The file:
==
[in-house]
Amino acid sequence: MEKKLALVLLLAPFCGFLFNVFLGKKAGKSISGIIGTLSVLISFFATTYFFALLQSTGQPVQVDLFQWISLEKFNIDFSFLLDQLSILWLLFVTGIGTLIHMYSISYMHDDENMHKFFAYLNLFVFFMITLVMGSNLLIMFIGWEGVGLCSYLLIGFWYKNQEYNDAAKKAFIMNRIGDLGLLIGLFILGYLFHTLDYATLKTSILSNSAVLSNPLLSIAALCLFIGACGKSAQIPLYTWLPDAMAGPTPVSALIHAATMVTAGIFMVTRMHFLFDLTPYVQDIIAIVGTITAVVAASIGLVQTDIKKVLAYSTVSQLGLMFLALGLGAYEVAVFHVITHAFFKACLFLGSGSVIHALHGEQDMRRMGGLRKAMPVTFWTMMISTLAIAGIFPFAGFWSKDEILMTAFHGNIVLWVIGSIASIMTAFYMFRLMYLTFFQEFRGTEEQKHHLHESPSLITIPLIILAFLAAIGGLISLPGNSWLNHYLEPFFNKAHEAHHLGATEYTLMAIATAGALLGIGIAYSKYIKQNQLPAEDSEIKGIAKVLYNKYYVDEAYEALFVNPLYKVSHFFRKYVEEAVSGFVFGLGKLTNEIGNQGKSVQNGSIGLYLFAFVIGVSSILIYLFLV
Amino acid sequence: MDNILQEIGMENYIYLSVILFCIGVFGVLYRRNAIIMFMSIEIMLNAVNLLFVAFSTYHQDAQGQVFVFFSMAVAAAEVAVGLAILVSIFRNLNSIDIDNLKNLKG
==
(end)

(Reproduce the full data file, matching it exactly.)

[in-house]
Amino acid sequence: MEKKLALVLLLAPFCGFLFNVFLGKKAGKSISGIIGTLSVLISFFATTYFFALLQSTGQPVQVDLFQWISLEKFNIDFSFLLDQLSILWLLFVTGIGTLIHMYSISYMHDDENMHKFFAYLNLFVFFMITLVMGSNLLIMFIGWEGVGLCSYLLIGFWYKNQEYNDAAKKAFIMNRIGDLGLLIGLFILGYLFHTLDYATLKTSILSNSAVLSNPLLSIAALCLFIGACGKSAQIPLYTWLPDAMAGPTPVSALIHAATMVTAGIFMVTRMHFLFDLTPYVQDIIAIVGTITAVVAASIGLVQTDIKKVLAYSTVSQLGLMFLALGLGAYEVAVFHVITHAFFKACLFLGSGSVIHALHGEQDMRRMGGLRKAMPVTFWTMMISTLAIAGIFPFAGFWSKDEILMTAFHGNIVLWVIGSIASIMTAFYMFRLMYLTFFQEFRGTEEQKHHLHESPSLITIPLIILAFLAAIGGLISLPGNSWLNHYLEPFFNKAHEAHHLGATEYTLMAIATAGALLGIGIAYSKYIKQNQLPAEDSEIKGIAKVLYNKYYVDEAYEALFVNPLYKVSHFFRKYVEEAVSGFVFGLGKLTNEIGNQGKSVQNGSIGLYLFAFVIGVSSILIYLFLV
Amino acid sequence: MDNILQEIGMENYIYLSVILFCIGVFGVLYRRNAIIMFMSIEIMLNAVNLLFVAFSTYHQDAQGQVFVFFSMAVAAAEVAVGLAILVSIFRNLNSIDIDNLKNLKG